The Wooden Boat Museum of Newfoundland and Labrador Boats and Builders Project documents the intangible cultural heritage of our tradition-bearers and records their knowledge for future generations.

Our researchers travel across the province to collect oral histories and technical data from those who built and used wooden boats. With a team that includes folklorists, naval architects and boat builders, we investigate the traditional design, construction and use of wooden boats in their unique community contexts.

This collection continues to grow as we learn from tradition-bearers across Newfoundland and Labrador.



Crystal Braye

Crystal Braye, MA

Raised by expat Newfoundlanders in Brampton, Ontario, Crystal Braye moved to Newfoundland and Labrador in 2010 to complete a masters of arts in folklore at Memorial University. With a background in cultural anthropology from Wilfrid Laurier University and keen interest in the history and heritage of Newfoundland and Labrador, Crystal worked as an intern with the Heritage Foundation of Newfoundland and Labrador to document root cellars before becoming responsible for WBMNL’s oral history documentation and field research in 2012.


Jerome Canning
Jerome Canning

Jerome Canning, Boat Builder 

Jerome first began boatbuilding in Placentia Bay, NL, where he spent his summers fishing with his father and brothers and building boats during the winter. Those early boats were used as part of his family’s fishing enterprise or sold to commercial fisher persons. In 1983, Jerome received a Diploma in Small Craft Design from the Department of Naval Architecture at the Marine Institute in St. John’s. Since then, Jerome has continued to build wooden boats, some of which have been featured in Newfoundland and Labrador cultural heritage celebrations including a Norse Faering,a French Chaloupe, Grand Bank Dories and a number of Newfoundland Punts. Jerome has worked with the Wooden Boat Museum of Newfoundland and Labrador since 2009 as WBMNL’s Master Builder and Boatbuilding Instructor.


Jeremy Harnum

Jeremy Harnum, BA

Growing up in Winterton, Jeremy’s interest in wooden boats started at a young age. Jeremy started working with the Museum in 2008, while still in high school, and was inspired to shape his career path for work in the heritage sector. Over the years, Jeremy has played many roles with WBMNL including Tour Guide, Programming Assistant, Assistant Curator, and Museum Manager. Since completing his Bachelor of Arts in Folklore at Memorial University, he has joined WBMNL’s research team in addition to working as the Museum Manager. Jeremy also enjoys photography and graphic design and is currently working towards completing a certificate in museum studies.


The Wooden Boat Museum of Newfoundland and Labrador strives to safeguard the Intangible Cultural Heritage associated with the historical design, construction and working life of Newfoundland and Labrador’s traditional wooden boats.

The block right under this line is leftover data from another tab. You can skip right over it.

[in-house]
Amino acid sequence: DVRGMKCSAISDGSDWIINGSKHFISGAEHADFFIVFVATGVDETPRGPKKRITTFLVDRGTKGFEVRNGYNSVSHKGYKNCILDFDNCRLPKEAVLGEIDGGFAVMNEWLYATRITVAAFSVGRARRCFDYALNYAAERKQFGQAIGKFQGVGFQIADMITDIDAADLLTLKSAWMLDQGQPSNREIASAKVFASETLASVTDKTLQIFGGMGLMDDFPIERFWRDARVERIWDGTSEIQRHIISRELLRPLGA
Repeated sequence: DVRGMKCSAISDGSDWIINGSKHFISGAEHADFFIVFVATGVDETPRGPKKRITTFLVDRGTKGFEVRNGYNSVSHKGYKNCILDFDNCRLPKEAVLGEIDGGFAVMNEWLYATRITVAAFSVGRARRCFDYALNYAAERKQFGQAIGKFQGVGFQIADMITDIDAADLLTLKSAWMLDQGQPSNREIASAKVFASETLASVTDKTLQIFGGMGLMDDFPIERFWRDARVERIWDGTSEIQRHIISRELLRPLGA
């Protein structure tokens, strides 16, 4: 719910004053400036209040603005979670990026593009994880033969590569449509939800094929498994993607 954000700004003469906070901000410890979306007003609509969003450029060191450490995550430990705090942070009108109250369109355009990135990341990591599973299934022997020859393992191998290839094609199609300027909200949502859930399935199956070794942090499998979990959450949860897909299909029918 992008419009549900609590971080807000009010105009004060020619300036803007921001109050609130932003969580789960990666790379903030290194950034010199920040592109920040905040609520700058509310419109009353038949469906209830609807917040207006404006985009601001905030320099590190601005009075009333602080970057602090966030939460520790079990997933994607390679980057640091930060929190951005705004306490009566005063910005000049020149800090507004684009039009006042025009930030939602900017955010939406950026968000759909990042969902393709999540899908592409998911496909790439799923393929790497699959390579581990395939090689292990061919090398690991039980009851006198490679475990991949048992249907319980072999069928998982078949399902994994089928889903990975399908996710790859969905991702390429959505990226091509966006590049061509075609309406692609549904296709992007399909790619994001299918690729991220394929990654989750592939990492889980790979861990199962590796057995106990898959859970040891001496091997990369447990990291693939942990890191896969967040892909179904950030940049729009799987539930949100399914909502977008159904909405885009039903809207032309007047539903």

Mission: To archive, conserve, exhibit, and transmit our wooden boat history and its contribution to the province’s economy and way of life.

Get Involved

Take part in a Boat Building Workshop

Visit exhibits in Winterton, Trinity and Twillingate

Become a Member

Make a Donation

Join our mailing list to stay connected!

Contact Us

We would love to hear from you! To share your comments, stories, or photos please contact:

Crystal Braye
Wooden Boat Museum NL
P.O. Box 59
Winterton, NL
A0B 3M0

Phone: 709-699-9570
Fax: 709-583-2099
E-mail: folklore.wbmnl@gmail.com

To make a financial contribution or to inquire about sponsorship opportunities in support of WBMNL’s ongoing oral history documentation and education efforts, please contact Beverley at (709) 583-2070 or inquiries@woodenboatmuseum.com

3 thoughts on “About

  • December 12, 2018 at 2:06 am

    i notice you only had one boat builder from labrador ,in truth there are dozens of people from labrador that build their own boats,including myself.i’ve built something like 60 odd speedboats with my buddy,back in the day.

    • June 11, 2019 at 8:55 pm

      You’re right, our site does need more builders from Labrador! Our research last summer was focused in Labrador and we were able to interview more than twenty builders from Red Bay to Cartwright, as well as collect data for the Cartwright style of speed boat and a lapped row boat built by the late Bruce Martin. Unfortunately, we do have a backlog of builders that have been interviewed but have not yet been added to this site. However, we have added all our Labrador interviews to Memorial University archives which can be found here: http://collections.mun.ca/cdm/search/collection/boatmuseum/.

  • April 14, 2019 at 1:49 pm

    Hello there – I just came across your website while I was looking for information on my Great Uncle John Furlong from St. Brendan’s.

    Not sure how or who is involved in your boat builders ancestry but I wanted to reach out and let you know that John Furlong was a schooner & boat builder from St. Brendan’s Island. He was well known for his craft and is mentioned in Michael James Crokes book.

    It would be a great honor if some of the St. Brendan’s crowd could make it to the site as well.

    Betty Furlong


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